- Commercial real estate trust Realty Income has agreed to invest “up to $1 billion” towards the development of indoor farm space for vertical farming startup Plenty.
- Realty Income will acquire and provide development funding for properties Plenty will then lease and turn into vertical farms, according to a press release.
- The partnership’s initial transaction will be for a Plenty multi-farm facility near Richmond, Virginia.
Why it matters:
For vertical farming startups like Plenty, which aim to grow millions of pounds of leafy greens annually, the costs of building a vertical farm — never mind running it — quickly add up. Facilities are expensive just to construct, and there are all sorts of additional issues to tackle like zoning laws and other municipal regulations.
Through its new partnership, Plenty can hand off some of that real estate cost and management to Realty Income. At the same time, investing in the vertical farming space is a potential growth opportunity for Realty Income.
In a statement, Plenty CEO Arama Kukutai called the deal “an advancement in the way indoor farming assets are capitalized” and said it paved the way for vertical farms as an asset class.
Kukutai also noted that this deal speeds up Plenty’s timeline for adding new facilities.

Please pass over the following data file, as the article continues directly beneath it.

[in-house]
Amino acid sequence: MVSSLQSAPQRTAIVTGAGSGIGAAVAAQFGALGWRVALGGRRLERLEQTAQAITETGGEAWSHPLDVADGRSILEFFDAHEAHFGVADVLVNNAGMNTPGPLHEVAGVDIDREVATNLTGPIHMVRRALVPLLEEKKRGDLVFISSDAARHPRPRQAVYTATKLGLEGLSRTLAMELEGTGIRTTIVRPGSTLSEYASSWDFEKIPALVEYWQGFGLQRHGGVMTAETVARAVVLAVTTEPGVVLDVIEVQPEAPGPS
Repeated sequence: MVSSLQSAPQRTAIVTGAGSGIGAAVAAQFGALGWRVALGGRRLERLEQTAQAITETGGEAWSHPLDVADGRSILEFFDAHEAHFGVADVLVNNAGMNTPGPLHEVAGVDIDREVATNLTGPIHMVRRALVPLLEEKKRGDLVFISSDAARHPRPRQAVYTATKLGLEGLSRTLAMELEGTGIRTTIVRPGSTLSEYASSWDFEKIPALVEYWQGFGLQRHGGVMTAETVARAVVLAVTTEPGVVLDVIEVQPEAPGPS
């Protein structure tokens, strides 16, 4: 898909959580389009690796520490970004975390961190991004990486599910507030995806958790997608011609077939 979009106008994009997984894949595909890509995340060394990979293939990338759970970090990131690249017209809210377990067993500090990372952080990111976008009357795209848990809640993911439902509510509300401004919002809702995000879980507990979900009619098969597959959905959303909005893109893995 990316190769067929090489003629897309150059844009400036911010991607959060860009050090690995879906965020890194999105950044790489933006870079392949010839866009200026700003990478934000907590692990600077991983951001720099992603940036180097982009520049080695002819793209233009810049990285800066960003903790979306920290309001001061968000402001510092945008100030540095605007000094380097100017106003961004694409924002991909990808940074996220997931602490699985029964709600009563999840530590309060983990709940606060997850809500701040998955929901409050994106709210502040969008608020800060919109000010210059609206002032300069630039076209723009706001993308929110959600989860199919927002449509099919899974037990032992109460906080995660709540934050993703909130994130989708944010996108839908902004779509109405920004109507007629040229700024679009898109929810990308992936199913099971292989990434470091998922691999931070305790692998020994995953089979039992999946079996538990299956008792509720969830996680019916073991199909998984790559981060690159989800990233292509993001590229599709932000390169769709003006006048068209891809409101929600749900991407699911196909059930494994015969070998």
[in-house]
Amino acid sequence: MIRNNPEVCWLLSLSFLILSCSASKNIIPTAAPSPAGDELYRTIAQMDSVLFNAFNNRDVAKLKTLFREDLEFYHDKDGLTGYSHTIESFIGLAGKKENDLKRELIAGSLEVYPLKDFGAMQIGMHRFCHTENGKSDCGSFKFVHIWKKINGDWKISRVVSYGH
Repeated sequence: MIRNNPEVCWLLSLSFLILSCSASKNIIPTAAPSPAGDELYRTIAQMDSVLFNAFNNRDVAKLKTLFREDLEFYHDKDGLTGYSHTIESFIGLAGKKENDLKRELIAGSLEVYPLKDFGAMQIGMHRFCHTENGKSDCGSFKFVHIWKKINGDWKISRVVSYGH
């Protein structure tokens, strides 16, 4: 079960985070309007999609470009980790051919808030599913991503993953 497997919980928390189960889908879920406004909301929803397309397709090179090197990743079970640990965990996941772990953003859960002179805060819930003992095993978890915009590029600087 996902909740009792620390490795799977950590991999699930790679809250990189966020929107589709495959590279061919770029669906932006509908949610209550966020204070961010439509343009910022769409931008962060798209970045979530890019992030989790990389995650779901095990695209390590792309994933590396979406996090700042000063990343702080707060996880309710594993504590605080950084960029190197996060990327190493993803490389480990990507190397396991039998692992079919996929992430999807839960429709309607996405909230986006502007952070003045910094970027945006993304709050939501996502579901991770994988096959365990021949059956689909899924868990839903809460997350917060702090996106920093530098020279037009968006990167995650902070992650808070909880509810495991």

“Scale is a critical component of advancing indoor farming’s role as a core contributor to our global food supply. Teaming up with Realty Income is a significant step forward in accelerating the deployment of our farms with vertical farm facilities that are purpose-built to support Plenty’s proprietary growing technology.”
Plenty announced in January that it was closing its South San Francisco R&D facility as it shifted focus towards the buildout of its Compton, California farm. The company also operates an R&D facility in Wyoming.
The Virginia location will be Plenty’s first facility on the Eastern side of the US. As a “multi-farm” campus, it will house several different initiatives. The first of these is a vertical farm for growing strawberries in partnership with major berry supplier Driscoll’s.
Plenty raised $400 million in Series E funding last year from Walmart, Softbank Vision Fund 1 and others. Earlier this year, it received a $20 million grant from Wyoming to put towards the R&D facility in that state.
Beyond price parity, CEA must focus more on consumer demand to truly scale